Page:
For everyone Film review: Aftersun

Paul Mescal and Frankie Corio star in Aftersun.


A strobing light ignites a crowded dance floor as a woman catches fleeting glimpses of a man obscured amidst the writhing bodies. No pick-up scene, this haunting image flickers in and out of Charlotte Well’s sublime debut feature, Aftersun.

The barely perceptible trace of an absence, it laps at the edges of a sun-blushed holiday of years gone by. Normal People star Paul Mescal – nominated for an Oscar with good reason – plays Calum, a young father escaping a lonely and aimless life in London by taking his Edinburgh-based 11-year-old daughter Sophie – remarkable newcomer Frankie Corio – on a package holiday to Turkey he can barely afford.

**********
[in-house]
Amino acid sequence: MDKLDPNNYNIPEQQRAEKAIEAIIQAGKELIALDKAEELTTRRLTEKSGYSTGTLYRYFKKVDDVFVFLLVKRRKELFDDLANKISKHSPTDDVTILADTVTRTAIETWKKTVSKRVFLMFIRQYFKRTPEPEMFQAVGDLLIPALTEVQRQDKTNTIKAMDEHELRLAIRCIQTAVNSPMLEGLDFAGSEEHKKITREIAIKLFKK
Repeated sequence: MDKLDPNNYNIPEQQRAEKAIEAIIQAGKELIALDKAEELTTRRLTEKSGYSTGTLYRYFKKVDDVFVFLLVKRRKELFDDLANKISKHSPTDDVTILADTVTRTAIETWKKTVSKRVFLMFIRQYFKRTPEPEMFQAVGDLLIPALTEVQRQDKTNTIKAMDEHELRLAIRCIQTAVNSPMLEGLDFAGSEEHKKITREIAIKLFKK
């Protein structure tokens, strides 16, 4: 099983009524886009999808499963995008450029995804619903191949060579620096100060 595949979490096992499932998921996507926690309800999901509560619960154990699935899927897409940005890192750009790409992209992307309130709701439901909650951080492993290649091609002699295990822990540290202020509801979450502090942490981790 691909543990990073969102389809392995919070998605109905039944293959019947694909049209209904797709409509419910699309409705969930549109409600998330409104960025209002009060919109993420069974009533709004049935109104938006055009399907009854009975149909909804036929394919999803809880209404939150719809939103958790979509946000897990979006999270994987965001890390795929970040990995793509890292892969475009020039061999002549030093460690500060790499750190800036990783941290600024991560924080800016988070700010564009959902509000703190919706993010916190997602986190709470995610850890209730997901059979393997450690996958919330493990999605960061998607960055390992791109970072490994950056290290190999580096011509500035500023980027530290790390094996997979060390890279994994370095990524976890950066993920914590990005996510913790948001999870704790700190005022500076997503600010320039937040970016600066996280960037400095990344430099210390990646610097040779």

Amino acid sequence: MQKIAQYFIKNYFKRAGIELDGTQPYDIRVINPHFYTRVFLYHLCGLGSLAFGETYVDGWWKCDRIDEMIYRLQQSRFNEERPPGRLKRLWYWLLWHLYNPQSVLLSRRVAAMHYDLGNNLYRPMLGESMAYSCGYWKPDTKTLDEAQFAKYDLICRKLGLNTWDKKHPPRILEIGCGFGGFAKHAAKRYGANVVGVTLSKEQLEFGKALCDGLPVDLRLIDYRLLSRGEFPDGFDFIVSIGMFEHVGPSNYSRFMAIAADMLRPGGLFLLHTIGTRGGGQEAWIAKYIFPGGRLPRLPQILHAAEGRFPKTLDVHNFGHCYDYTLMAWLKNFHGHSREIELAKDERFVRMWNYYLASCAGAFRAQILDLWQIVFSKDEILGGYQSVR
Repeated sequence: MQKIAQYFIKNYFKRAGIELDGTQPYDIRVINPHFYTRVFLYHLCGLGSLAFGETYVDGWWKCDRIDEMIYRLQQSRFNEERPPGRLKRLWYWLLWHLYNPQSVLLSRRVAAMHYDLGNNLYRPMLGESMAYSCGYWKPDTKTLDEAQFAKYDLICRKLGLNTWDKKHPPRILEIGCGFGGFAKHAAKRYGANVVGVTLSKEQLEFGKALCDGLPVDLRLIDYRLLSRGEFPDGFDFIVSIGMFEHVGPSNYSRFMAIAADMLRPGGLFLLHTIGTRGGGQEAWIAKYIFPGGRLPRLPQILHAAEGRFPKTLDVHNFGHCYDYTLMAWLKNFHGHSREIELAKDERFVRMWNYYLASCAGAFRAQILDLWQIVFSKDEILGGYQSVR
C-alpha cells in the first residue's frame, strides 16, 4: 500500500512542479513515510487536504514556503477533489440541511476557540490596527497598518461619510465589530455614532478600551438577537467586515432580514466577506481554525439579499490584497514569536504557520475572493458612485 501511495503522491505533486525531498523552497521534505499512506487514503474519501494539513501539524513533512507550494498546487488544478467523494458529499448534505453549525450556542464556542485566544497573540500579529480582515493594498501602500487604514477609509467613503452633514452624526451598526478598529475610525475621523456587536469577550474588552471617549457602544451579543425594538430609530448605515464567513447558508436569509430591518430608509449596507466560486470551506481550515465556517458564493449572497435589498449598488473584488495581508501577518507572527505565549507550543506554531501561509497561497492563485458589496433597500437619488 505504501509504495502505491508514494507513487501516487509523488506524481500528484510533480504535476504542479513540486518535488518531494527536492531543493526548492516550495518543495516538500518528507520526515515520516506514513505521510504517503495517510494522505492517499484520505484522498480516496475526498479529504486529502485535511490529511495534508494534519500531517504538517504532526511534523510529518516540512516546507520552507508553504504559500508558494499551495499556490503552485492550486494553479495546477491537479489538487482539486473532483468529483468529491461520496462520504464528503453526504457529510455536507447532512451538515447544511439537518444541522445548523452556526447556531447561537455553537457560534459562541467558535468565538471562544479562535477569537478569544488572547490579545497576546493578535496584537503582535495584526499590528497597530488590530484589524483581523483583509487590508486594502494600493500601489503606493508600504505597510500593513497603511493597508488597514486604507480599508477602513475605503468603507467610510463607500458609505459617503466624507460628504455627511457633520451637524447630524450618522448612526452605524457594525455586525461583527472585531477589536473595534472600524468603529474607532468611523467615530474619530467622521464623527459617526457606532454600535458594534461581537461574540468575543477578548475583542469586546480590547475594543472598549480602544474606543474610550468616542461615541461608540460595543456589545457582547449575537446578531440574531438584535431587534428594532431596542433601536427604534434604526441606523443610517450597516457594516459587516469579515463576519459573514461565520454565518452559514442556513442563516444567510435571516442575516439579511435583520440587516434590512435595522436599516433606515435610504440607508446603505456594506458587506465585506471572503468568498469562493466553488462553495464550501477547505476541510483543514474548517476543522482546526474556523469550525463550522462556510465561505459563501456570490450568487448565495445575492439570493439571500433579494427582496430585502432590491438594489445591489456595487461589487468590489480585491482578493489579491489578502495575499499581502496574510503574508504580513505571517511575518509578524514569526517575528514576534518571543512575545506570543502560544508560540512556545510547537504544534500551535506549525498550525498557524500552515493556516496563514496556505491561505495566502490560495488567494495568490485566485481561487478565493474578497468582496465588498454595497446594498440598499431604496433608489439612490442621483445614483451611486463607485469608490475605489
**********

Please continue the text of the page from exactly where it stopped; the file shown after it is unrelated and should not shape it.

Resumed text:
On the brink of teenage rebellion and unaware of the shifting sands beneath them, she’s coming into her own as he slips away, trapped in some unreachable pain beyond a toothpaste-spattered mirror.

A quiet, emotionally unmooring portrait of father and daughter in moments of blissful silliness and small confessions, much caught on camcorder, it’s a devastatingly honest rendition of the aftershocks of a parent’s love when we realise, too late, the simple joys we shared. Astounding.

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